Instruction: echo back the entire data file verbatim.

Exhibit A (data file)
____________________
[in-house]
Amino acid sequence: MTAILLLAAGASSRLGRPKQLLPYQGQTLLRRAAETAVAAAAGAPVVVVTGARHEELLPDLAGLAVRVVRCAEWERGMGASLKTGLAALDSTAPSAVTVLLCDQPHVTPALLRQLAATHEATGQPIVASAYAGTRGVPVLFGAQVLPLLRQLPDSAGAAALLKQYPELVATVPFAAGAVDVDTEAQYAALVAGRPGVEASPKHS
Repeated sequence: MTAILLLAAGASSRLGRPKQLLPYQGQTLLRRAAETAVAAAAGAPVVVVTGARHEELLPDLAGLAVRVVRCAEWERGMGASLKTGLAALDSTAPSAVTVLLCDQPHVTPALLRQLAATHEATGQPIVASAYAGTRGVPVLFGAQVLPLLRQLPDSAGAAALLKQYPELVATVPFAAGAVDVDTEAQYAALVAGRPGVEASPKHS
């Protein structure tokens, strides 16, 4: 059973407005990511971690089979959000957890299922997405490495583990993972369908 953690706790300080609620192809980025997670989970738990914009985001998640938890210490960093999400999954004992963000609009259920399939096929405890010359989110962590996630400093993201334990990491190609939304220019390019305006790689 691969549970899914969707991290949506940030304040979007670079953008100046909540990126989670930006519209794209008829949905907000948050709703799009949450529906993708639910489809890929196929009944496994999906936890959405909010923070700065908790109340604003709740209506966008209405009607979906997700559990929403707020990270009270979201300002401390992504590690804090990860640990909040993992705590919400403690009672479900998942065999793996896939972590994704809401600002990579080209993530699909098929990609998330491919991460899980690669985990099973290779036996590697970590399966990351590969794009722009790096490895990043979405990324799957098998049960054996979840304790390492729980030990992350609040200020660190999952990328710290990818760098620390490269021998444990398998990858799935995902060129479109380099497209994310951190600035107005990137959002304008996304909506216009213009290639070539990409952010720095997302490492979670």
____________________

[in-house]
Amino acid sequence: MTAILLLAAGASSRLGRPKQLLPYQGQTLLRRAAETAVAAAAGAPVVVVTGARHEELLPDLAGLAVRVVRCAEWERGMGASLKTGLAALDSTAPSAVTVLLCDQPHVTPALLRQLAATHEATGQPIVASAYAGTRGVPVLFGAQVLPLLRQLPDSAGAAALLKQYPELVATVPFAAGAVDVDTEAQYAALVAGRPGVEASPKHS
Repeated sequence: MTAILLLAAGASSRLGRPKQLLPYQGQTLLRRAAETAVAAAAGAPVVVVTGARHEELLPDLAGLAVRVVRCAEWERGMGASLKTGLAALDSTAPSAVTVLLCDQPHVTPALLRQLAATHEATGQPIVASAYAGTRGVPVLFGAQVLPLLRQLPDSAGAAALLKQYPELVATVPFAAGAVDVDTEAQYAALVAGRPGVEASPKHS
């Protein structure tokens, strides 16, 4: 059973407005990511971690089979959000957890299922997405490495583990993972369908 953690706790300080609620192809980025997670989970738990914009985001998640938890210490960093999400999954004992963000609009259920399939096929405890010359989110962590996630400093993201334990990491190609939304220019390019305006790689 691969549970899914969707991290949506940030304040979007670079953008100046909540990126989670930006519209794209008829949905907000948050709703799009949450529906993708639910489809890929196929009944496994999906936890959405909010923070700065908790109340604003709740209506966008209405009607979906997700559990929403707020990270009270979201300002401390992504590690804090990860640990909040993992705590919400403690009672479900998942065999793996896939972590994704809401600002990579080209993530699909098929990609998330491919991460899980690669985990099973290779036996590697970590399966990351590969794009722009790096490895990043979405990324799957098998049960054996979840304790390492729980030990992350609040200020660190999952990328710290990818760098620390490269021998444990398998990858799935995902060129479109380099497209994310951190600035107005990137959002304008996304909506216009213009290639070539990409952010720095997302490492979670």